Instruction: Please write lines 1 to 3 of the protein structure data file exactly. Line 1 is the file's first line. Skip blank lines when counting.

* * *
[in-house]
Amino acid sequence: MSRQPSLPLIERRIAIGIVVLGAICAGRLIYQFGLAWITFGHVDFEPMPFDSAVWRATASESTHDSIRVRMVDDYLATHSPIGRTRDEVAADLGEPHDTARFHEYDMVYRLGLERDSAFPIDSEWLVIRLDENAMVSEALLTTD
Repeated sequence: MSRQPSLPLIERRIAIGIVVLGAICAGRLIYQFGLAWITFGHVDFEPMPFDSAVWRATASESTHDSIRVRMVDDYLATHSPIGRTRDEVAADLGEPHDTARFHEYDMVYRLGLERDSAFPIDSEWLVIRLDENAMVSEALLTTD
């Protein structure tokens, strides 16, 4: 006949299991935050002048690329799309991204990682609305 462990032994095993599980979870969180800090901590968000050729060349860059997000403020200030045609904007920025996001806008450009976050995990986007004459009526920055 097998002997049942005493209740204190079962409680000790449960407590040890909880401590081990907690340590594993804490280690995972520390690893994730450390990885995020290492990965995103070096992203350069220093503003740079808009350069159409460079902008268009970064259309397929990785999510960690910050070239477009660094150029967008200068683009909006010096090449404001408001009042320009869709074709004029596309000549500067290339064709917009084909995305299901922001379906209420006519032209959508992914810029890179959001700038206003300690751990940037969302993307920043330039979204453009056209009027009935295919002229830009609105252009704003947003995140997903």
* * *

[in-house]
Amino acid sequence: MSRQPSLPLIERRIAIGIVVLGAICAGRLIYQFGLAWITFGHVDFEPMPFDSAVWRATASESTHDSIRVRMVDDYLATHSPIGRTRDEVAADLGEPHDTARFHEYDMVYRLGLERDSAFPIDSEWLVIRLDENAMVSEALLTTD
Repeated sequence: MSRQPSLPLIERRIAIGIVVLGAICAGRLIYQFGLAWITFGHVDFEPMPFDSAVWRATASESTHDSIRVRMVDDYLATHSPIGRTRDEVAADLGEPHDTARFHEYDMVYRLGLERDSAFPIDSEWLVIRLDENAMVSEALLTTD